MoneyandPowerFollowing Monday’s post introducing a series inspired by Vince Cable’s new book Money and Power: The World Leaders who Changed Economics, this is the first of several posts in that series. To reiterate, I will not fully review the book, as I am sure that is being done sufficiently elsewhere. Rather I will try to look in depth at some of the key issues tackled in the book, by taking them as a point of departure. Broadly speaking, they are to some degree inspired by the book, but they will also critique it.

In the book’s introduction, Cable discusses his approach:

“I try to pursue the links between economics and politics through individual politicians. Carlyle once observed that ‘history is the study of great men’ and I adopt that approach. It can reasonably be argued, however, that the study of ‘great men’ (and women) is to trivialize economic history: to reduce it to the world of ‘good’ and ‘bad’ kings in the manner of 1066 and All That. It ignores the power of technological change, demographics and migration, nutrition and medicine, changing social mores and popular movements…much of the critical commentary on the market-based transformations of the last few decades tends to dismiss individual leaders as mere flotsam on a tide of ‘neo-liberalism’.

Yet it is possible to overdo the impersonal. When future generations look back on the twentieth century with the same detachment as we currently see the Middle Ages, it will very likely be a tale of three destructive monsters (Stalin, Hitler and Mao) as well as the less memorable and more anonymous people who helped to create unparalleled prosperity and technological advance in Europe and North America and who lifted poor countries out of centuries of destitution…

Through my examples, I hope to better understand the links between good (and bad) politics and economics…sometimes, politicians emerge who make a big difference. That is my focus here.”

Continue reading

(Briefly) considering Marx – strengths, difficulties and prospects

“It is easy to see why Marx has excited and infuriated so many over the last century and three quarters. His method of thought, always involving a grasp of the totality and the dialectical relationship of the parts, is not easy to grasp. Following his argument can be frustrating for those of conventional training who look for linear logic. Then too the scope of his project his dazzling. There is little about which he did not write. There are many areas of economic theory where he was there first, and often at a very sophisticated level, understanding developments that would not be visible to other economists for many years to come. (It is perhaps enough to remember, as George Lichtheim reminds us, that ‘the German proletariat so confidently invoked by Marx scarcely existed’ in 1848 when he and Engels wrote the Manifesto.)

It is an open question whether with the demise of the communist system Marx’s writings will come to be read with fresh eyes. Much of what he had to say about capitalist development is of contemporary interest. Whether this is enough to overcome the dead hand of Soviet Marxism, and whether Marx’s revolutionary message of the cost humanity pays for accepting class oppression and exploitation, and his vision of an alternative form of economic organisation is simply utopian, have little to do with their intrinsic ‘correctness’, if such a thing can be judged, but are a matter of how correct he proves to be in terms of the trajectory of capitalist development and the consciousness that emerges from a reconstituted working class in a knowledge-driven economy.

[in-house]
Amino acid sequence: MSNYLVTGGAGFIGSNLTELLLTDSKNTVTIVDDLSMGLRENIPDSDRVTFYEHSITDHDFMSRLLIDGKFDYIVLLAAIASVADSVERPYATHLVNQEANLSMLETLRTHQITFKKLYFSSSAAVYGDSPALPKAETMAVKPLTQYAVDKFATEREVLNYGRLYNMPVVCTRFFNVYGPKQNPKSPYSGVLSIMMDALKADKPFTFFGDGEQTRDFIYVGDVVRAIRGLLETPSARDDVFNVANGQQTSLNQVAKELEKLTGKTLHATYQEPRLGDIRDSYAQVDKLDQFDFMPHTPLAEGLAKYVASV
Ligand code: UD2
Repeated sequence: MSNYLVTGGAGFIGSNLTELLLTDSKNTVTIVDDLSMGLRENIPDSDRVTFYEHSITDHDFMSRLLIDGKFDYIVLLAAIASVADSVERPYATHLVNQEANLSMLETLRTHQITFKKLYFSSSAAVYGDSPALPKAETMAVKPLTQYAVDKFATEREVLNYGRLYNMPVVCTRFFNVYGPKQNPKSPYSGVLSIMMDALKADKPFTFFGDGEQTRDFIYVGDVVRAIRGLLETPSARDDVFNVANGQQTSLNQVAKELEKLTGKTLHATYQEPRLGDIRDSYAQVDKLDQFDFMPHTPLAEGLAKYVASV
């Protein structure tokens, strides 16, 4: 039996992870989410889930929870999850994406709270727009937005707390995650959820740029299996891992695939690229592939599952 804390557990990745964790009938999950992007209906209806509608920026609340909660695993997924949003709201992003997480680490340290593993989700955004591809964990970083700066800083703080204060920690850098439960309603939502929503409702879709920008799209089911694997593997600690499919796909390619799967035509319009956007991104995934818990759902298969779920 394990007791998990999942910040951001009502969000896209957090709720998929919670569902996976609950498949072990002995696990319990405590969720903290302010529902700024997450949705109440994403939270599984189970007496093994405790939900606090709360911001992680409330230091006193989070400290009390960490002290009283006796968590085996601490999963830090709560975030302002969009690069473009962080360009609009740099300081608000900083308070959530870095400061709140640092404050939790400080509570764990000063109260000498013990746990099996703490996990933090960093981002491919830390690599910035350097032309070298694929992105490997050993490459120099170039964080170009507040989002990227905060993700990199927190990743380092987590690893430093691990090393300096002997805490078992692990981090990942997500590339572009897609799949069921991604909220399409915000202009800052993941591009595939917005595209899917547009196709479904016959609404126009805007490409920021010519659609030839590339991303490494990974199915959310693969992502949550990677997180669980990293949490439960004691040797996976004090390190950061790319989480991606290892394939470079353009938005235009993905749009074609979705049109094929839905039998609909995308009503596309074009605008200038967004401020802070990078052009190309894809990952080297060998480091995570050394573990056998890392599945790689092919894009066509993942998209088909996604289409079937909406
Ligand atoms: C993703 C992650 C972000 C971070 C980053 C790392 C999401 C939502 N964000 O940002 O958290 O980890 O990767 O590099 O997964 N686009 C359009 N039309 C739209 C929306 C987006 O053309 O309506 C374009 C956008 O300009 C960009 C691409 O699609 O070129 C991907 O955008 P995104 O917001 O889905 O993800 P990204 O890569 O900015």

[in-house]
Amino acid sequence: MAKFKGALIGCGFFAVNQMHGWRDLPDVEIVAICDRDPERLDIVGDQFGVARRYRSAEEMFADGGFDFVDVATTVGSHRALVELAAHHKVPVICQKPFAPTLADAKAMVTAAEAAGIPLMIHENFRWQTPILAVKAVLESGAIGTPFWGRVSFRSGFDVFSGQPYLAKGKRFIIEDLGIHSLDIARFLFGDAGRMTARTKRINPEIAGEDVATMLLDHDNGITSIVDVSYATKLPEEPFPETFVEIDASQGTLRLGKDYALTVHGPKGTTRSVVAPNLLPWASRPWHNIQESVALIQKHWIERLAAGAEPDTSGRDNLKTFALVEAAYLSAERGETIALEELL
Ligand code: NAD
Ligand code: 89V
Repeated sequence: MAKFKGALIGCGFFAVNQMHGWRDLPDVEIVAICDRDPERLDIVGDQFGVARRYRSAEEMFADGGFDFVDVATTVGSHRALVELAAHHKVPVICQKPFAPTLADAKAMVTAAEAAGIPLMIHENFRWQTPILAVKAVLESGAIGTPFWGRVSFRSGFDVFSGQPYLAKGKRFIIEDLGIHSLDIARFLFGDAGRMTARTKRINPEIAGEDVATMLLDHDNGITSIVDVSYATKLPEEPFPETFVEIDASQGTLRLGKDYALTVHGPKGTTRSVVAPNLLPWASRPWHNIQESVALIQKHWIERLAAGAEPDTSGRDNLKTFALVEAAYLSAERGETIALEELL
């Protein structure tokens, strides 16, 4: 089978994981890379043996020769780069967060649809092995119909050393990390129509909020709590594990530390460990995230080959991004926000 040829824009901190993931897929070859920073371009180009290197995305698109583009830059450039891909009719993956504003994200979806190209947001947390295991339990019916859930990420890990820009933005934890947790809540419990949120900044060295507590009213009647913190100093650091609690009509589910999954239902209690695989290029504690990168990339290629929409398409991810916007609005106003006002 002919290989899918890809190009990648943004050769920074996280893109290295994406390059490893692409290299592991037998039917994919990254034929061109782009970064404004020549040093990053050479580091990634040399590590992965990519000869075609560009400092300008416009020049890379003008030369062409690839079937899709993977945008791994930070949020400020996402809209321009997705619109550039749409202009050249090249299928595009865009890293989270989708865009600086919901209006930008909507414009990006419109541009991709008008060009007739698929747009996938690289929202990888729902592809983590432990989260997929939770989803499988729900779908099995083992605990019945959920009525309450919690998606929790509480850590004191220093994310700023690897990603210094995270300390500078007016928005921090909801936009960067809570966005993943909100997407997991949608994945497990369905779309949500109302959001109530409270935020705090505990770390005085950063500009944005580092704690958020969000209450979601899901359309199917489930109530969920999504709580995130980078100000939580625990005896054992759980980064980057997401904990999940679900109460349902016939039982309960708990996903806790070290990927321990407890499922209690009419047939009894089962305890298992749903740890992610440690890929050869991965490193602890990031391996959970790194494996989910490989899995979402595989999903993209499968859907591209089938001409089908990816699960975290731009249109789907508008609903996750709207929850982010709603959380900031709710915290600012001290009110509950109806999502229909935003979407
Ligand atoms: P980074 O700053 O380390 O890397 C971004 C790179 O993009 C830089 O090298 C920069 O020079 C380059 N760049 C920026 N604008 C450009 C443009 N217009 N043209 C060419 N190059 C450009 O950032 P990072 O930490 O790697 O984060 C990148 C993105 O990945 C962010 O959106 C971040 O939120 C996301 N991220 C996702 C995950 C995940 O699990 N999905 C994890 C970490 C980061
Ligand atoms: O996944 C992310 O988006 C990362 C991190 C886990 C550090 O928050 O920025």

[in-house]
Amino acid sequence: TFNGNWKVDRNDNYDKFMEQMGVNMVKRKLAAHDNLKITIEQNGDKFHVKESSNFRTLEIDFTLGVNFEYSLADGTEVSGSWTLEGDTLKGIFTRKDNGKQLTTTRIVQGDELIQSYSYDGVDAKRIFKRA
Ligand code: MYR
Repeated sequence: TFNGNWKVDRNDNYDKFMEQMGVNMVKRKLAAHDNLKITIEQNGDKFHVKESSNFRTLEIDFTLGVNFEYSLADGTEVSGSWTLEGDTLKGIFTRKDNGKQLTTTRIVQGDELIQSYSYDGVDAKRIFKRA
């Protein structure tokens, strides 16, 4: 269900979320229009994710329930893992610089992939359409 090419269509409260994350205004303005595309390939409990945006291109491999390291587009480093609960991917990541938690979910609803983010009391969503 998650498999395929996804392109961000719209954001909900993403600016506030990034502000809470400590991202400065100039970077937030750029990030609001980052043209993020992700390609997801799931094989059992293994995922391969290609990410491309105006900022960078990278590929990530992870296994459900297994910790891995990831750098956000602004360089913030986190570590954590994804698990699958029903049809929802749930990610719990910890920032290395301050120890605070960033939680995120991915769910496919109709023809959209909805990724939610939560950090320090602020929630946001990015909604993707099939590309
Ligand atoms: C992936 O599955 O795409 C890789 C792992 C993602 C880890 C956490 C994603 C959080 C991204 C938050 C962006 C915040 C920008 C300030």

The reason Karl Marx, Adam Smith and John Maynard Keynes make up the most popular top triumvirate in so many treatments of the history of economic thought is that they combine a breadth of vision, and each took up the necessary task, as Keynes wrote, of being ‘unorthodox, troublesome, dangerous, disobedient to them that begat us,’ and none more so than Karl Marx.”

William K. Tabb (1999), Reconstructing Political Economy: The great divide in economic thought, Routledge. p.90.

Marxism without guarantees – the economics of Resnick and Wolff

Richard Wolff is perhaps the most prominent Marxist economist in America today. He hosts the weekly program Economic Update, which can be found on YouTube and elsewhere. Whether or not one agrees with his views, he comes across as a thoroughly engaging communicator. With his colleague, the late Stephen Resnick, he developed an original approach to Marxist political economy over the last few decades. He sees political activism and public education as the way to promote and achieve the socially transformative goals which arise from his academic work.

Although I have found there to be much to admire and absorb in Marx and plenty of his multifarious followers, I would not call myself a Marxist. Wolf unashamedly does so, in his quest to end exploitation in the workplace, which he and Resnick see as the key to unlocking the workings of capitalism and ending it in order to achieve greater social justice in a transformed society. Continue reading